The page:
Degenkolb Seattle Promotes and Looks to the Future
Kyle Steuck, Associate Principal Josh Sizemore, Design Engineer
Kyle has been with Degenkolb for over 10 years and continues to build his career by mentoring younger staff internally and building his network externally. He is focused on leading the Science and Technology market for the office and expanding Degenkolb’s expertise as prime consultant. He has completed large-scale projects for Boeing, the Department of Veterans Affairs, and is currently serving as Project Manager for Katerra’s new CLT factory.
Josh joined Degenkolb in early 2018, after completing his Ph.D. at University of Illinois performing research on steel braced frames. He recently earned his Washington State Professional Engineer’s license. Josh is focused on learning all he can about the intricacies of engineering for our seismically active region. Josh is working on projects across all of our market sectors, including: Katerra’s new CLT factory, construction means and methods for the Washington State Convention Center, and the Graduate Hotel (renamed from Hotel DECA) seismic upgrade and renovation.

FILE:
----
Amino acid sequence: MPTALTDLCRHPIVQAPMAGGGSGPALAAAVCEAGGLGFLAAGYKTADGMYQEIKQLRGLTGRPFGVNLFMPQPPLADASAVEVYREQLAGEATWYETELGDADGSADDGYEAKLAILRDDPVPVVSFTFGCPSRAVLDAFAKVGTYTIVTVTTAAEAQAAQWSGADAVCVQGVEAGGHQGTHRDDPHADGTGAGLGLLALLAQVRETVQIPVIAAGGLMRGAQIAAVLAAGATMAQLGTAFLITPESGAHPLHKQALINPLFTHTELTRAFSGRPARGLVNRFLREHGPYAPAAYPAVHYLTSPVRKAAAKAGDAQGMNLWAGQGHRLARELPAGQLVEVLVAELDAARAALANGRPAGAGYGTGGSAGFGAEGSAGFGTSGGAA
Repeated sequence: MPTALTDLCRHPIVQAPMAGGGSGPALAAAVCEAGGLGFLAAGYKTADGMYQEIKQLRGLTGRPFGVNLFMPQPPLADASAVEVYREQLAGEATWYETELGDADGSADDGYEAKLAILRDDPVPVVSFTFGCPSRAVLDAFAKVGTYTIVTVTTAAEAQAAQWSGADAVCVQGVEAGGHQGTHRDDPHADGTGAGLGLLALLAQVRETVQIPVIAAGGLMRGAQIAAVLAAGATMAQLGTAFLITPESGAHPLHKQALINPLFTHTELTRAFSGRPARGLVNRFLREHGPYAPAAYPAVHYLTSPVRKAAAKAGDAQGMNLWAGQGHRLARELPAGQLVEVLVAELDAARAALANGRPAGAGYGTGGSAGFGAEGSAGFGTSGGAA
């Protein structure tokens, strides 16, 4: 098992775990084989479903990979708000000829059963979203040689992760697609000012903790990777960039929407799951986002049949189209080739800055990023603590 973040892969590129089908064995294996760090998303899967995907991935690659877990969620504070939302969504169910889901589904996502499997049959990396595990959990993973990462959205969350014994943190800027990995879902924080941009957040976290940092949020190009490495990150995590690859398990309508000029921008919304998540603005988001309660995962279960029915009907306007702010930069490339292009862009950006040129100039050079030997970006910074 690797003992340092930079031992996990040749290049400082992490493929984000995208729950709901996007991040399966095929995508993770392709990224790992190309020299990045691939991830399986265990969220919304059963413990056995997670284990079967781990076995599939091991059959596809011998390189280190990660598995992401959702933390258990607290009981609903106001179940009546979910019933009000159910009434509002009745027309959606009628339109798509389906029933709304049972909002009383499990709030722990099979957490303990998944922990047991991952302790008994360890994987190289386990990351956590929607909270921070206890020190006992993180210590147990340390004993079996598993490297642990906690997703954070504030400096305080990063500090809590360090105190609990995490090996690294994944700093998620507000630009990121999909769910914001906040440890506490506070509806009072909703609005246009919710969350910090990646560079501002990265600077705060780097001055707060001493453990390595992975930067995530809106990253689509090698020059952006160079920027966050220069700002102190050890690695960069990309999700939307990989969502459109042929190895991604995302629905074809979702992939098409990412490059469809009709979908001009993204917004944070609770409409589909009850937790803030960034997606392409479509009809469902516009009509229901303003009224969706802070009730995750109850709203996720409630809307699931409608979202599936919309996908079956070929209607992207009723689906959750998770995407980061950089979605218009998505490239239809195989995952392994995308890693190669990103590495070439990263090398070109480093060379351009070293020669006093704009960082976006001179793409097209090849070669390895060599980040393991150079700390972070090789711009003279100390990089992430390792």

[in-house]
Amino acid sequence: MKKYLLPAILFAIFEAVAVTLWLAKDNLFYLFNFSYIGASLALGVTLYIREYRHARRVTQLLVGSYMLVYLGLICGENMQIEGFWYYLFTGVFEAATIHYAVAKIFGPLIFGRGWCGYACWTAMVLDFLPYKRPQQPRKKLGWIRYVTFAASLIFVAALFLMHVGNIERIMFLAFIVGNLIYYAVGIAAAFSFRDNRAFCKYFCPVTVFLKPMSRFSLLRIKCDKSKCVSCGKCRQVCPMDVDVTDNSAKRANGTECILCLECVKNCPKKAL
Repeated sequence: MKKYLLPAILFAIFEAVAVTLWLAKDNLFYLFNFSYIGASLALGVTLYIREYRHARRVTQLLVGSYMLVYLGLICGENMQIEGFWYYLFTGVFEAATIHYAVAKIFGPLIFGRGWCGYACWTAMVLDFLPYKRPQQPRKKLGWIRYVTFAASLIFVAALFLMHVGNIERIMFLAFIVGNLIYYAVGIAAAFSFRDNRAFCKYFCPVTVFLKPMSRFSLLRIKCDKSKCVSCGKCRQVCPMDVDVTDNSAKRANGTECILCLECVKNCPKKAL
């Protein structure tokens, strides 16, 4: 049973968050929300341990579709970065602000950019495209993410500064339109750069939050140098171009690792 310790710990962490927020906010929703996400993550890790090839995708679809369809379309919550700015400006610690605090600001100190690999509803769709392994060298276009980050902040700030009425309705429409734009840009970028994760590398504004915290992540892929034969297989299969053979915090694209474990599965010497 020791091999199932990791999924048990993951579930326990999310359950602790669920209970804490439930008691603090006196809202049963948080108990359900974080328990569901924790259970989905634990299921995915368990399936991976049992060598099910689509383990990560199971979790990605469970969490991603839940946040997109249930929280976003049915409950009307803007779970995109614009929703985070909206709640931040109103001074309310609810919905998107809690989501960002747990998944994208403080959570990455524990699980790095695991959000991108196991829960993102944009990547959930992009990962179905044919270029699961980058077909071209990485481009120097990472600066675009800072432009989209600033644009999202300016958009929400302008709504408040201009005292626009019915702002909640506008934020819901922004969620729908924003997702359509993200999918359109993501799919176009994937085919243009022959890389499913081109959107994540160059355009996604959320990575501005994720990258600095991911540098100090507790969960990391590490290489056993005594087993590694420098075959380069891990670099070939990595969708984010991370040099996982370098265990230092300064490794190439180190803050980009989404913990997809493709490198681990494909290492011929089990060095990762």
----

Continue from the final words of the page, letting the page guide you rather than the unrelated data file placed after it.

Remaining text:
We recently caught up with Kyle and Josh to learn more about their experiences in engineering.
What have you learned throughout your career that has made the biggest impact on how you work on projects?
Josh – I’ve learned to take advantage of the resources of the people throughout Degenkolb. The willingness to share expertise is invaluable.
Kyle – Every building is different. I learned that serving people is more important than what goes into a building. It’s all about the people.
What do you see causing the biggest impacts on design and construction?
Kyle – The software industry is way ahead of where we are. It is beginning to trickle down by offering more automation or automated design.
Josh – Virtual reality! Having the opportunity to put yourself, your client, and the public directly into the building model allows for instant user feedback. It can show you conflicts and issues we aren’t catching right away now.
Kyle – A major concern, especially in Seattle, is the lack of skilled labor in construction. The push for modularization in every market is driven by this.
Josh – Another concern is building codes. There is a growing recognition that codes don’t meet the public’s perception of how buildings will react in an earthquake. I see a focus from jurisdictions for stronger design requirements. The U.S. Resiliency Council’s Certification program, or something along those lines, will be asked for directly by the public, like LEED. We need to push beyond the current codes.
To read more of the interview with Kyle and Josh, click here